DETROIT -- The good news for Miguel Cabrera is that the Tigers slugger was back in the lineup for Tuesday’s series opener against the Rays. The bad news is that the knee issues that forced him out of the lineup last weekend in Atlanta will be a factor for the
DETROIT -- The good news for Miguel Cabrera is that the Tigers slugger was back in the lineup for Tuesday’s series opener against the Rays. The bad news is that the knee issues that forced him out of the lineup last weekend in Atlanta will be a factor for the rest of his career.
An MRI taken on Saturday on Cabrera’s right knee showed “chronic changes to his knee that are a natural result of the attrition of a long athletic career,” head athletic trainer Doug Teter said Tuesday afternoon.
Four specialists reviewed the MRI, including Tigers team physician Dr. Stephen Lemos and noted orthopedic surgeon Dr. James Andrews. Though surgery was discussed, the consensus opinion was to treat the issue symptomatically, day to day, based on how Cabrera feels.
“All four thought it was in his best interests not to go [the surgical] route at this time,” Teter said.
For the foreseeable future, Cabrera will be limited to designated hitter, something he said he’s going to have to accept. As scary as it sounds, the diagnosis came as a relief to Cabrera, whose goal was to avoid surgery.
“Really good news,” Cabrera said. “I’m so happy. Now I look forward to going out there, doing what they tell me to do to get ready for the game and try to be on the field. …
“I know I can play like this, but in Atlanta I was worried that something bad is going to come. That’s why I asked to check my knee and make sure it’s nothing big.”
To say the diagnosis is nothing big might be optimistic. But as long as he can play through the pain, Cabrera will take it. He knows he can play through injuries. Ironically, playing through injuries during Detroit's playoff runs -- a torn groin in 2013, a broken foot in '14, ankle issues in '16, back issues in '17 and other smaller issues along the way -- likely contributed to the situation he faces now.
Cabrera kept playing, often while trying to get the Tigers to a World Series or playoff berth.
“The doctors say I’ve had this for five years,” Cabrera said. “I’m used to this. Sometimes you pay the price when you play for a lot of years. Sometimes you pay the price when you play when you’re hurt. …
“The only advice I can say to young kids is take care of their body when they have to. When they have something, stop playing for a week and come back. Don’t play through pain, because you’re going to pay the price later.”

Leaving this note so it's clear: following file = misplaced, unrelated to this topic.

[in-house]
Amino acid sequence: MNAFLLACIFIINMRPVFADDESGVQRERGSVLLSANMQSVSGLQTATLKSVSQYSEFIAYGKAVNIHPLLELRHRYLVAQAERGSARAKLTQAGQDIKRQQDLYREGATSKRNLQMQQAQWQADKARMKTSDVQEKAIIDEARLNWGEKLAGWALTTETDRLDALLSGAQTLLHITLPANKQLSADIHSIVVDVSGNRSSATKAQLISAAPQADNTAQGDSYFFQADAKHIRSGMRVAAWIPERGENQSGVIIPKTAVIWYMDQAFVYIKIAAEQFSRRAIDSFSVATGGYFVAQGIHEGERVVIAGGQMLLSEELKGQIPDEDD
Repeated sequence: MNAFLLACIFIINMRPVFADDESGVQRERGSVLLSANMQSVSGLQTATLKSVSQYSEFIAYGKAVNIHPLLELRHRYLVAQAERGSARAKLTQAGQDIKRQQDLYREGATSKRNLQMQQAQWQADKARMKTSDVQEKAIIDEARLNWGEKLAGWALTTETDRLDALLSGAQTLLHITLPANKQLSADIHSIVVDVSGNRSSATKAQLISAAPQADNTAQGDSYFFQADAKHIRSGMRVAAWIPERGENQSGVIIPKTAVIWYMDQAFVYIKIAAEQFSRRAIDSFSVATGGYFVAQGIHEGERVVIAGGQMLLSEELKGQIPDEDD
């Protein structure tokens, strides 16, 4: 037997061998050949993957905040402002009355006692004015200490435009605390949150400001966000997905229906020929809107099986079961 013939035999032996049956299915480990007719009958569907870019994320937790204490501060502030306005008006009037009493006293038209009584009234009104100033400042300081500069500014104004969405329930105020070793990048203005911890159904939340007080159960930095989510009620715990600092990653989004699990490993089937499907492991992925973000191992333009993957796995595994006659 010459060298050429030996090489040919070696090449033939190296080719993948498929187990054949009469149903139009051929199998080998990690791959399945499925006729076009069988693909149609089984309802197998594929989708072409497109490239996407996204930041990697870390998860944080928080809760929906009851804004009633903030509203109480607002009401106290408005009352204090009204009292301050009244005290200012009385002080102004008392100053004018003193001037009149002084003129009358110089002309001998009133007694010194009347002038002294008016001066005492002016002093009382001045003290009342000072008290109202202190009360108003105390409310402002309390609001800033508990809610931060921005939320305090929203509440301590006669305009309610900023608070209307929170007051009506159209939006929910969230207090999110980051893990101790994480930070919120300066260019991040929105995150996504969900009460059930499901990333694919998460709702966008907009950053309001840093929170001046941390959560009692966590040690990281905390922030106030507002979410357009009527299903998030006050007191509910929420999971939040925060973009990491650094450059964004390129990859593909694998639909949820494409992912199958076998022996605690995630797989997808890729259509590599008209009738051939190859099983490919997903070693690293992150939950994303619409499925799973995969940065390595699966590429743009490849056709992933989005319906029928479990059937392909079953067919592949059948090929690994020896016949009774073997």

Given what Cabrera knows now, would he do anything different?
“No,” he replied, “because that’s the way I am. I feel proud of what I’ve done in the past. I feel proud because I want to be on the field.”
Cabrera also feels proud to still be playing.
“We’re getting older. You can’t stop that. That’s a good thing,” he said. “When you’re getting older and you’re still in the big leagues, that’s a great thing, too. It’s been 17 years here [in the Majors]. You have to feel proud for that.”
Asked if surgery was an option after the season, Cabrera shook his head, a sign of how serious the surgical option would be.
“No, no, no,” he said. “That’s not in the book. Forget about that. No chance.”
Harrison to undergo hamstring surgery
Tigers second baseman Josh Harrison is scheduled to undergo surgery this week to repair a tear of his left hamstring. The decision followed an exam from Dallas Cowboys team physician and specialist Dr. Daniel Cooper.
“After his exam and the review of the MRI by Dr. Cooper, they believe the surgical intervention is his best option at this point,” Teter said.
The typical recovery time for such a surgery is six to eight weeks, according to Teter.
Harrison left the May 27 game against the Orioles after hurting his hamstring while sliding into third base. Harrison was optimistic he wouldn’t be out long before the consultation with Cooper.
Harrison was initially diagnosed with a Grade 2 hamstring strain. By definition, that degree of strain includes at least a partial tear.
Shortstop Jordy Mercer also saw Cooper for a second opinion on his strained right quad. While Mercer won’t need surgery, the injury is enough for the Tigers to put his Minor League rehab assignment on hold.
Mercer is on his second injured-list stint for a right quad strain. Teter said this one is in a slightly different spot.
Jason Beck has covered the Tigers for MLB.com since 2002. Read Beck's Blog and follow him on Twitter @beckjason.